Charles Claude Du Tisne

With the vicissitudes of Old Louisiana it is not our province to deal in detail at this time. It was the intention of La Salle to remove it from the influence of Canada and all the reactionary tendencies of the Jesuits. He designed to come into it by the way of the sea abandoning utterly the route through Canada. That his plans miscarried through no fault of his own did not prove them unsound. They were largely followed after his day, in the settlement and development of Louisiana.

Some of the leading events in the occupancy of Louisiana by the French must be set down here. Kaskaskia was settled about the year 1700, and when it was fortified by the erection of Fort Chartres in 1718, it was made the capital of Upper Louisiana. Bienville, then Governor of Louisiana, founded New Orleans in the same year. And another event of 1718 cast an ominous shadow more than a century before it. For in that year Francis Renault bought, in San Domingo, five hundred negro slaves. These he carried to the Illinois country, and many of them were sent to work in the lead mines west of St. Genevieve—in what is now Missouri—the beginning of negro slavery in the portion of Louisiana west of the Mississippi.

Up to 1721, the French settlements in Louisiana were scattered and without cohesion. From that time we may say that they became so numerous and in such close communication that they constituted a country—made up the beginnings of a State—represented all sections and became the political foundation of Louisiana. Explorations to the west of the Mississippi were undertaken by the authorities. These explorations followed no doubt, as in the English and Spanish occupancy of portions of America, individual expeditions of which accounts and memories are lost. The first exploration by the French into that country which became Kansas, of which any record had been preserved, was in 1719, by Charles Claude Du Tisne, a French Canadian. In the previous year he had been sent by Governor Bienville up the Missouri to visit some of the upper tribes, but had been compelled to return from about the mouth of the Osage because of the hostility of the Missouris. On this second attempt to penetrate the country, he went by another route, passing up a stream which empties into the Mississippi just below St. Genevieve, known then as the Saline. Leaving this stream far up at the crossing of an old Indian trail, he went west and northwest to the Osage Trail, in what is now Morgan County, Missouri. To reach that point he crossed the country now included in Washington, Crawford, Phelps, Pulaski and Miller counties in Missouri. He followed the Osage Trail up the Osage River, coming into Kansas below where Trading Post was afterwards established. He visited the Osage villages, the principal of which he found situated upon a hill. This was below the present Kansas-Missouri state line, and it contained more than a hundred lodges and some two hundred warriors. There and on the river below he had found pieces of lead ore. From the Osage towns he passed west over the prairies to the country of the Pawnees, finding a village of that tribe containing one hundred and thirty lodges. These Indians were in possession of horses, which they valued highly and guarded closely. It does not appear that he visited the Paducahs though he must have gathered what information he could about them, reporting that they lived "fifteen day's journey" from the Pawnees, but he does not indicate the direction.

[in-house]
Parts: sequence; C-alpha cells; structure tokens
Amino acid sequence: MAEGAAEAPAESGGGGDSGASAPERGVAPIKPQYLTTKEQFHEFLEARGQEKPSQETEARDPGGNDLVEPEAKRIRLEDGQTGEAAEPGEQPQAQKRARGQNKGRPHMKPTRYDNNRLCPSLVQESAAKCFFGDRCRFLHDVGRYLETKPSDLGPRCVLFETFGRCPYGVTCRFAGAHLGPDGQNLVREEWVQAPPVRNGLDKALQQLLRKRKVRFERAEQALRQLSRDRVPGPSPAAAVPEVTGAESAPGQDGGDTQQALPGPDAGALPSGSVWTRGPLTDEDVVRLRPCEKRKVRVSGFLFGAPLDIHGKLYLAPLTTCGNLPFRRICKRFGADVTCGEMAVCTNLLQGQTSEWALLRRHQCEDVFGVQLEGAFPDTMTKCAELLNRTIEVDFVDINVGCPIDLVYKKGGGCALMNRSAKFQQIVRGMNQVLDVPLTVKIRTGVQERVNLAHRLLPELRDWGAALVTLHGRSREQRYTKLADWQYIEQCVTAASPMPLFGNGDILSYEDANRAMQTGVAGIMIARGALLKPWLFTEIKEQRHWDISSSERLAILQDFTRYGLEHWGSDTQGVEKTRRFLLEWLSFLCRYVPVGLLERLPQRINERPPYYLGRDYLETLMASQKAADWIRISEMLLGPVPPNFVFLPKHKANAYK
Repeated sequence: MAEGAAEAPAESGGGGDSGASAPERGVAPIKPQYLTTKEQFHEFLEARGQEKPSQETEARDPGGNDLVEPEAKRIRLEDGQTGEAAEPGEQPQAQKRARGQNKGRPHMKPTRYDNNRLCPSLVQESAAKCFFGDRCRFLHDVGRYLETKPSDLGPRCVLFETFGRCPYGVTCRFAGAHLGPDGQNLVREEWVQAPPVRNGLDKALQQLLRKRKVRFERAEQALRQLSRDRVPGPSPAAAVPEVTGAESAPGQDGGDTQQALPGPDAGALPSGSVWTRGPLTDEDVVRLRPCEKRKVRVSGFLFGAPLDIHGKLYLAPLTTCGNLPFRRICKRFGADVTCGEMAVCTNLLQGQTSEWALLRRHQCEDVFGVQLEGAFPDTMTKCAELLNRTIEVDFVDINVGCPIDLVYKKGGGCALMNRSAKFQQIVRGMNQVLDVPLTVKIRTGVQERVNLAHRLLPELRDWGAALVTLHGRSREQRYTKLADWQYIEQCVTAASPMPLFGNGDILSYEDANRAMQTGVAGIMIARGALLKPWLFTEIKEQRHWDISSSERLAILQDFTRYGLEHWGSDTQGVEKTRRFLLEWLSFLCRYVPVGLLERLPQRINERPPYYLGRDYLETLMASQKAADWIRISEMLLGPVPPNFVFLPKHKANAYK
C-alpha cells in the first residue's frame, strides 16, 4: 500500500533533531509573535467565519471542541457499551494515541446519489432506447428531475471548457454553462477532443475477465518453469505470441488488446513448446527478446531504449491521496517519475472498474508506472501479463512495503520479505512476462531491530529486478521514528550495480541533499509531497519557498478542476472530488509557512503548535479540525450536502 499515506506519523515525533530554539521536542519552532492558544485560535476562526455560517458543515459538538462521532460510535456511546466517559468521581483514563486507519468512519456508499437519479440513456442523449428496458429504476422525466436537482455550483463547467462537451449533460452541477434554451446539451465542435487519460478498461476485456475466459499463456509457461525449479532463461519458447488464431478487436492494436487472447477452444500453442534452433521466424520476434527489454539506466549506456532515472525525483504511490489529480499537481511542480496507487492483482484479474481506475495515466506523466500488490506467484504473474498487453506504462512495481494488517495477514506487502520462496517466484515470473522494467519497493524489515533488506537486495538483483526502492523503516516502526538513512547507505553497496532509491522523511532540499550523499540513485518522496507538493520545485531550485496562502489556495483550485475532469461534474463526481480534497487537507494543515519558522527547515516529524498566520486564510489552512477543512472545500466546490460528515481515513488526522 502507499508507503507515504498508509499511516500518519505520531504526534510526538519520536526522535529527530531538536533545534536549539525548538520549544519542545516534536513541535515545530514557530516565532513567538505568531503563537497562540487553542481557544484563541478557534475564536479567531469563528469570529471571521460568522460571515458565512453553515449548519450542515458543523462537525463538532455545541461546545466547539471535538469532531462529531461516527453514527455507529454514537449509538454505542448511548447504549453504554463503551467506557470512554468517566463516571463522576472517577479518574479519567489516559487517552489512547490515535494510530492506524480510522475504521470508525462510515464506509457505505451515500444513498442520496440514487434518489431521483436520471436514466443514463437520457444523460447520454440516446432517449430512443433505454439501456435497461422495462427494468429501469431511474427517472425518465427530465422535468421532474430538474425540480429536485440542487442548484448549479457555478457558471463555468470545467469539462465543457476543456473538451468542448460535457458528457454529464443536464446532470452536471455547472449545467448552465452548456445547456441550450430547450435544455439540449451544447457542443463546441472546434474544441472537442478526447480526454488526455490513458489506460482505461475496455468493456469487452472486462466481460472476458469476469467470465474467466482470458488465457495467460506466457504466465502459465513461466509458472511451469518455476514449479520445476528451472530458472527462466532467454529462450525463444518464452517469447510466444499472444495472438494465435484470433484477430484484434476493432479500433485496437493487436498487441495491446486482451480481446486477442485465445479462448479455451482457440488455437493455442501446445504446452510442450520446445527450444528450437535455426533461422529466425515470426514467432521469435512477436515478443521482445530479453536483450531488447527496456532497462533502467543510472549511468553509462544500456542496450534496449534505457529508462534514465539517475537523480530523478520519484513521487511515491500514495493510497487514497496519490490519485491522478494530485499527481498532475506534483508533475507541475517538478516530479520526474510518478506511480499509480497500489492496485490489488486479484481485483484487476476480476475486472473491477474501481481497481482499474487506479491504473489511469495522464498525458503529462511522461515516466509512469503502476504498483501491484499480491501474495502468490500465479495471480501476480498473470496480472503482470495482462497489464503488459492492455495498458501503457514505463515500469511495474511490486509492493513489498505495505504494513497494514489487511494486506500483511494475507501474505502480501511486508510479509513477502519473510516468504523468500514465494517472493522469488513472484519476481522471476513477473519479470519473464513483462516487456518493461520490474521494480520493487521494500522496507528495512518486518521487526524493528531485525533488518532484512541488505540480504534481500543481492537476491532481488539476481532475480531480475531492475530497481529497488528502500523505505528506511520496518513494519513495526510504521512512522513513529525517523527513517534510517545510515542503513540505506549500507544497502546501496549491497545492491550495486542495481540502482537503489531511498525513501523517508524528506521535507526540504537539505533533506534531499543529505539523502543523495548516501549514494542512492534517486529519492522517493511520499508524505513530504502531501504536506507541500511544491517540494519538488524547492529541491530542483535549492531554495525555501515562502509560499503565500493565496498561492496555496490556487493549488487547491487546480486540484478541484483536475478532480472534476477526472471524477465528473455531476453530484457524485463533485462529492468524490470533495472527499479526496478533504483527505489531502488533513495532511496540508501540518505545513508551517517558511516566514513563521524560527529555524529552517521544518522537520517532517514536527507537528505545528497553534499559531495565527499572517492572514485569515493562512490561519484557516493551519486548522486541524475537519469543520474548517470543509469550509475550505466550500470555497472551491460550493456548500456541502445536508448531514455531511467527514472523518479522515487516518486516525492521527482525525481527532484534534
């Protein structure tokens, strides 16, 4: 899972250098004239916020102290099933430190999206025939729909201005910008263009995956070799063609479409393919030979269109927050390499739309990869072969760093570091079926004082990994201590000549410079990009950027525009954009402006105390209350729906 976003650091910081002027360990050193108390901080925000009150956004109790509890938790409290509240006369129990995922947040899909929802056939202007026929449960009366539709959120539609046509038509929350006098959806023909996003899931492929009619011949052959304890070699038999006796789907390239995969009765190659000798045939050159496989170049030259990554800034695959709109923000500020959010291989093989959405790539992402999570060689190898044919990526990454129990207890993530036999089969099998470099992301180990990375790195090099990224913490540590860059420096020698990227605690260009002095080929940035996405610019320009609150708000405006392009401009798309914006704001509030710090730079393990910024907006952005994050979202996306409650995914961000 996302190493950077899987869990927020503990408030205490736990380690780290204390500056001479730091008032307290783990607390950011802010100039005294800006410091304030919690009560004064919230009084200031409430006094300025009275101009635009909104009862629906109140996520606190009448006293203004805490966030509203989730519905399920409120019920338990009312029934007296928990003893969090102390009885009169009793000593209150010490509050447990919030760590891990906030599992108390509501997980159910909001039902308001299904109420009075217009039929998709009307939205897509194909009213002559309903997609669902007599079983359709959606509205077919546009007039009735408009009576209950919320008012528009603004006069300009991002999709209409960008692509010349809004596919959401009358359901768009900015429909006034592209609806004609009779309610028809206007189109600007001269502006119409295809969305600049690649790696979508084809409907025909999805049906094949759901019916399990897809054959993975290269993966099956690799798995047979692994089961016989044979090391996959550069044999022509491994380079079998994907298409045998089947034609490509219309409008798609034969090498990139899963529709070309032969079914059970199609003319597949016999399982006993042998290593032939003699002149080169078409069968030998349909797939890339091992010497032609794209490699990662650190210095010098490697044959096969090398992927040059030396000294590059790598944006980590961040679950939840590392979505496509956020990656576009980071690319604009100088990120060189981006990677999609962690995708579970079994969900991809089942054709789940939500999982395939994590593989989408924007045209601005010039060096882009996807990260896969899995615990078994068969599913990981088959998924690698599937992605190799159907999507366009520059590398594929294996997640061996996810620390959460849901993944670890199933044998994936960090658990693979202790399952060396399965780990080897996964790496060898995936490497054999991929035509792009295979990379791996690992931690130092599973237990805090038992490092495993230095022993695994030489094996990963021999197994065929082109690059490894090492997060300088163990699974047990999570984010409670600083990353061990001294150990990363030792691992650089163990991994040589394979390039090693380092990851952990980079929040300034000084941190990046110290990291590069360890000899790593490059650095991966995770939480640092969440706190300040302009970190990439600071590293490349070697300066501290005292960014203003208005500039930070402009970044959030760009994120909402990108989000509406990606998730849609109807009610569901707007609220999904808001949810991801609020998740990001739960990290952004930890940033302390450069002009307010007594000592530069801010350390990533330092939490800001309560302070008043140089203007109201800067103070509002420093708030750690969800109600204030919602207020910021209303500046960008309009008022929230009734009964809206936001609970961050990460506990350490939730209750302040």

The route of Du Tisne in Kansas can not be definitely fixed now. He found rock salt near the Pawnee towns, which is evidence that he visited the Grand Saline, on the Lower Neosho. In the country of the Pawnees, on the 27th of September, 1719, he set up a post bearing the arms of France, and took formal possession of the country for the French king. In his report it is stated that the Osages spent much time on the prairies hunting the buffalo.

Du Tisne found the Pawnees near where Vinita, Oklahoma, was afterwards founded. Below Vinita, on the east side of the Neosho, are the remarkable salt springs above mentioned as the Grand Saline. The presence there on the Neosho of Pawnee towns in 1719 would still further confirm the location of Quivira in the country whose waters drain into the Arkansas River from the north.1

Footnotes:

1. See Vol. IX, Kansas Historical Collections, pp. 252, et seq.

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